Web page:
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Ken Clarke should be stripped of peerage, victims of infected blood scandal say | Politics News

Victims of the infected blood scandal have called for former health secretary Ken Clarke to be stripped of his peerage.

Lord Clarke was heavily criticised in a report by Sir Brian Langstaff, chair of a seven-year inquiry into the scandal that killed more than 3,000 and infected more than 30,000 Britons with HIV and Hepatitis C with infected blood products between the 1970s and early 1990s.

The politician was a health minister in Margaret Thatcher’s government from 1982 to 1985, then health secretary from 1988 to 1990 before becoming home secretary and chancellor under John Major.

He described the infections in 1985 as “the unavoidable adverse effects which can unhappily arise from many medical procedures”.

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Sir Brian said there was evidence by 1982 that infections were happening through imported blood products, meaning Lord Clarke’s claims “gave false assurances, lacked candour” and were misleading.

Victims have now said Lord Clarke should no longer be allowed to continue sitting in the House of Lords. He was handed a peerage in 2020 by Boris Johnson.

Des Collins, a lawyer representing 1,500 victims, said he should be stripped of his peerage.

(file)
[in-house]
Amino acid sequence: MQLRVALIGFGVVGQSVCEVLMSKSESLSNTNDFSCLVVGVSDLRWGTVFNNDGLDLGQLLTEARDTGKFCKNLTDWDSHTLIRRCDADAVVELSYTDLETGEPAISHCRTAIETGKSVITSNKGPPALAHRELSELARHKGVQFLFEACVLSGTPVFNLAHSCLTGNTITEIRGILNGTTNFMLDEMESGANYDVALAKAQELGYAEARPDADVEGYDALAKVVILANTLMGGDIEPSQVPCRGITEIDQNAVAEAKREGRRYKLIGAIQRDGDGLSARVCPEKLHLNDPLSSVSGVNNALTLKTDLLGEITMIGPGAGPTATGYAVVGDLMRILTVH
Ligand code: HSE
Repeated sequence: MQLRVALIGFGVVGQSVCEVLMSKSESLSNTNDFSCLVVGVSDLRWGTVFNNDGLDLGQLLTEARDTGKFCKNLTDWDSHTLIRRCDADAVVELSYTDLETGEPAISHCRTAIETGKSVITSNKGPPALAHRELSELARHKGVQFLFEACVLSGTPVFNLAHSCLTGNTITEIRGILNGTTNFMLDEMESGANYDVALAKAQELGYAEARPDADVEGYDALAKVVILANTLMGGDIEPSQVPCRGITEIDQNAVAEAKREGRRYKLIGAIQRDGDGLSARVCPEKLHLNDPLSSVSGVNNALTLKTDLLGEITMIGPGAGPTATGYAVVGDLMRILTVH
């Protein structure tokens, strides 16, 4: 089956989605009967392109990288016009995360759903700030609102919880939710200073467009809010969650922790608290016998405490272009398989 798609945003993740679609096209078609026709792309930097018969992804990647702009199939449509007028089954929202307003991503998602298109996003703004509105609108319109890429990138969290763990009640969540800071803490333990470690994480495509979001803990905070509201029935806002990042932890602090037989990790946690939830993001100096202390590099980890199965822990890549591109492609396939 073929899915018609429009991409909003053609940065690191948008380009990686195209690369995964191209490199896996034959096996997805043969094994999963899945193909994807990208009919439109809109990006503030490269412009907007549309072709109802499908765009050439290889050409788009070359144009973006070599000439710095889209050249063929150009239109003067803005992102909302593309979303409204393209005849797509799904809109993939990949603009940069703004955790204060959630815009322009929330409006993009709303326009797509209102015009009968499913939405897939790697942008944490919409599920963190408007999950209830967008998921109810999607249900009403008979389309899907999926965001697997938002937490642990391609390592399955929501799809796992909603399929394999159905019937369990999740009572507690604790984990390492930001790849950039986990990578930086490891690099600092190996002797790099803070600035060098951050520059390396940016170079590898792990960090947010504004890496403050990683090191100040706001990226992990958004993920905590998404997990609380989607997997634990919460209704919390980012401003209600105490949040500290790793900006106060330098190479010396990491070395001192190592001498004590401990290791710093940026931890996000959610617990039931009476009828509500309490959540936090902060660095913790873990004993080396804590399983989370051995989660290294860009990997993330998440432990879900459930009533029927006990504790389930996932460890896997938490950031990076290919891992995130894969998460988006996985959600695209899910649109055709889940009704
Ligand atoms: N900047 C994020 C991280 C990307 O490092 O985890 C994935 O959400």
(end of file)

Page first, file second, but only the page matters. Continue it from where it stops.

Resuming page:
“There are a lot who haven’t been singled out, but he was one of them,” he said.

Read more: Who is criticised in infected blood report?

Ken Clarke during the Sky Bet Championship match at The City Ground, Nottingham
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Ken Clarke was made a peer in 2020

And Maria Armour, who contracted Hepatitis C through a blood transfusion in 1981 but only found out in 2004, said: “He should definitely give his peerage up.

“He and Jeremy Hunt should be arrested for their deceit and the arrogance they showed during the inquiry.”

Current government minister Mel Stride told Sky News Lord Clarke has always been “a decent and nice man” to him, and “always been very polite and kind to me”.

But he said he is “concerned” by the points raised about Lord Clarke in the inquiry report and “there are clearly questions that are being posed that need to be addressed”.

However, he said it is not for him to decide if Lord Clarke is stripped of his peerage as that is a matter for the forfeiture committee, which decides who gets admitted to the House of Lords.

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‘There are questions that need to be addressed’

It is very rare for a peerage to be removed as it requires an Act of Parliament, however victims think he should give up his peerage voluntarily.

Victim Andrew Evans, chairman and co-founder of campaign group Tainted Blood, told Sky News: “I think Ken does have a role to play, but he’s certainly not the only one.”

Lord Clarke was also accused in the report by of being “somewhat blasé” when he gave evidence to the inquiry about the collection of blood from prisoners as late as 1983.

His manner was described as “argumentative”, “unfairly dismissive” and “disparaging” towards those who have suffered, with Sir Brian saying he played “some part” in that suffering.

The Thatcher government, as well as subsequent governments and health secretaries, continually said infections were “inadvertent” and patients were given “the best treatment available on the then current medical advice”.

The inquiry report concluded that was not true and said the factual basis for the claim was unclear.

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